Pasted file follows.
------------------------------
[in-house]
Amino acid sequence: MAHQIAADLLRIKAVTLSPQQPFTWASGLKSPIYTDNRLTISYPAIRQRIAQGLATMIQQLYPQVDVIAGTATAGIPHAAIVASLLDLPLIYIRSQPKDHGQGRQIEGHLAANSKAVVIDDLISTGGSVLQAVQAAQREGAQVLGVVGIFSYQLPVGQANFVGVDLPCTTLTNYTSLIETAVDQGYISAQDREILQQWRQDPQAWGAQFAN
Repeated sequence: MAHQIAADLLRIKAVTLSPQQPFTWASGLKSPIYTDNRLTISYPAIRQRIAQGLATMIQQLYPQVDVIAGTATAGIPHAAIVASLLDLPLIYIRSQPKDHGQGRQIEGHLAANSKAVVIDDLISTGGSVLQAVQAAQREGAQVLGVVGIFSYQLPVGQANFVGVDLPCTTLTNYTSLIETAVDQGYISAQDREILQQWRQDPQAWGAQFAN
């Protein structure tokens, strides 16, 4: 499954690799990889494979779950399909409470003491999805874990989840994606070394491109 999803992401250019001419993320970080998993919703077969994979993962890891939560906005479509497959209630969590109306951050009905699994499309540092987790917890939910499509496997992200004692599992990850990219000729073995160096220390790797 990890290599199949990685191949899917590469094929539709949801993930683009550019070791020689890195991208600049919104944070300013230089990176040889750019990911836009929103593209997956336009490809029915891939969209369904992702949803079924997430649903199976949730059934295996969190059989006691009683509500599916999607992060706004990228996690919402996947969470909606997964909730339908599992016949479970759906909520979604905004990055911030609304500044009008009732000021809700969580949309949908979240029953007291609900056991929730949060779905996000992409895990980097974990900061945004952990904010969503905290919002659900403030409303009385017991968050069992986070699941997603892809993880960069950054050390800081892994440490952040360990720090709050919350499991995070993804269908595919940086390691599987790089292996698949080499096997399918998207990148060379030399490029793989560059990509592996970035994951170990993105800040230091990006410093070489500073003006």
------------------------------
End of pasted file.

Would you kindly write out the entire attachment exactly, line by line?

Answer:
[in-house]
Amino acid sequence: MAHQIAADLLRIKAVTLSPQQPFTWASGLKSPIYTDNRLTISYPAIRQRIAQGLATMIQQLYPQVDVIAGTATAGIPHAAIVASLLDLPLIYIRSQPKDHGQGRQIEGHLAANSKAVVIDDLISTGGSVLQAVQAAQREGAQVLGVVGIFSYQLPVGQANFVGVDLPCTTLTNYTSLIETAVDQGYISAQDREILQQWRQDPQAWGAQFAN
Repeated sequence: MAHQIAADLLRIKAVTLSPQQPFTWASGLKSPIYTDNRLTISYPAIRQRIAQGLATMIQQLYPQVDVIAGTATAGIPHAAIVASLLDLPLIYIRSQPKDHGQGRQIEGHLAANSKAVVIDDLISTGGSVLQAVQAAQREGAQVLGVVGIFSYQLPVGQANFVGVDLPCTTLTNYTSLIETAVDQGYISAQDREILQQWRQDPQAWGAQFAN
């Protein structure tokens, strides 16, 4: 499954690799990889494979779950399909409470003491999805874990989840994606070394491109 999803992401250019001419993320970080998993919703077969994979993962890891939560906005479509497959209630969590109306951050009905699994499309540092987790917890939910499509496997992200004692599992990850990219000729073995160096220390790797 990890290599199949990685191949899917590469094929539709949801993930683009550019070791020689890195991208600049919104944070300013230089990176040889750019990911836009929103593209997956336009490809029915891939969209369904992702949803079924997430649903199976949730059934295996969190059989006691009683509500599916999607992060706004990228996690919402996947969470909606997964909730339908599992016949479970759906909520979604905004990055911030609304500044009008009732000021809700969580949309949908979240029953007291609900056991929730949060779905996000992409895990980097974990900061945004952990904010969503905290919002659900403030409303009385017991968050069992986070699941997603892809993880960069950054050390800081892994440490952040360990720090709050919350499991995070993804269908595919940086390691599987790089292996698949080499096997399918998207990148060379030399490029793989560059990509592996970035994951170990993105800040230091990006410093070489500073003006």